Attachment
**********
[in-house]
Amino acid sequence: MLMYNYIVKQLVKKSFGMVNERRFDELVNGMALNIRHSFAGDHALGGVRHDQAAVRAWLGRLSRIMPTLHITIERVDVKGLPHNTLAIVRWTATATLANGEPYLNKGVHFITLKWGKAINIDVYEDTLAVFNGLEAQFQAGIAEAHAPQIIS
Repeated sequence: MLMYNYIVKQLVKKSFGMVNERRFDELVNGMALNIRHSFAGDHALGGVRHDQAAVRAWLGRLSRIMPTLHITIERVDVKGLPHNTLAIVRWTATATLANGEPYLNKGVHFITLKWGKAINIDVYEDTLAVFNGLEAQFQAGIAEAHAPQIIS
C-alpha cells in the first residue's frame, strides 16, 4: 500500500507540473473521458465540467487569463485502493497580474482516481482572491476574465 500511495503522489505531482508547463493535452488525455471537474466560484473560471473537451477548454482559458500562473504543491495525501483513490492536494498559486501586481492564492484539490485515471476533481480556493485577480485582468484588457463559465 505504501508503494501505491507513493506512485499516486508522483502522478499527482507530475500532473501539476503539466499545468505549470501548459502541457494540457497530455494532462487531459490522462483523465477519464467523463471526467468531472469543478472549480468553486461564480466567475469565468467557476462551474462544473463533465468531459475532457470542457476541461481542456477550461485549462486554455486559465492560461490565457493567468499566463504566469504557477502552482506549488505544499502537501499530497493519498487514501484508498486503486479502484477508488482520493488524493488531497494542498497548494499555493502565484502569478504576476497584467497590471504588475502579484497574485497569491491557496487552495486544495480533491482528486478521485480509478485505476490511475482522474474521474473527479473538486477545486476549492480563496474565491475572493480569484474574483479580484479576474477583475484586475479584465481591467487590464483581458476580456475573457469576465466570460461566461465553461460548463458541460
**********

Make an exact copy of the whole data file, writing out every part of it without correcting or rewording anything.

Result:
[in-house]
Amino acid sequence: MLMYNYIVKQLVKKSFGMVNERRFDELVNGMALNIRHSFAGDHALGGVRHDQAAVRAWLGRLSRIMPTLHITIERVDVKGLPHNTLAIVRWTATATLANGEPYLNKGVHFITLKWGKAINIDVYEDTLAVFNGLEAQFQAGIAEAHAPQIIS
Repeated sequence: MLMYNYIVKQLVKKSFGMVNERRFDELVNGMALNIRHSFAGDHALGGVRHDQAAVRAWLGRLSRIMPTLHITIERVDVKGLPHNTLAIVRWTATATLANGEPYLNKGVHFITLKWGKAINIDVYEDTLAVFNGLEAQFQAGIAEAHAPQIIS
C-alpha cells in the first residue's frame, strides 16, 4: 500500500507540473473521458465540467487569463485502493497580474482516481482572491476574465 500511495503522489505531482508547463493535452488525455471537474466560484473560471473537451477548454482559458500562473504543491495525501483513490492536494498559486501586481492564492484539490485515471476533481480556493485577480485582468484588457463559465 505504501508503494501505491507513493506512485499516486508522483502522478499527482507530475500532473501539476503539466499545468505549470501548459502541457494540457497530455494532462487531459490522462483523465477519464467523463471526467468531472469543478472549480468553486461564480466567475469565468467557476462551474462544473463533465468531459475532457470542457476541461481542456477550461485549462486554455486559465492560461490565457493567468499566463504566469504557477502552482506549488505544499502537501499530497493519498487514501484508498486503486479502484477508488482520493488524493488531497494542498497548494499555493502565484502569478504576476497584467497590471504588475502579484497574485497569491491557496487552495486544495480533491482528486478521485480509478485505476490511475482522474474521474473527479473538486477545486476549492480563496474565491475572493480569484474574483479580484479576474477583475484586475479584465481591467487590464483581458476580456475573457469576465466570460461566461465553461460548463458541460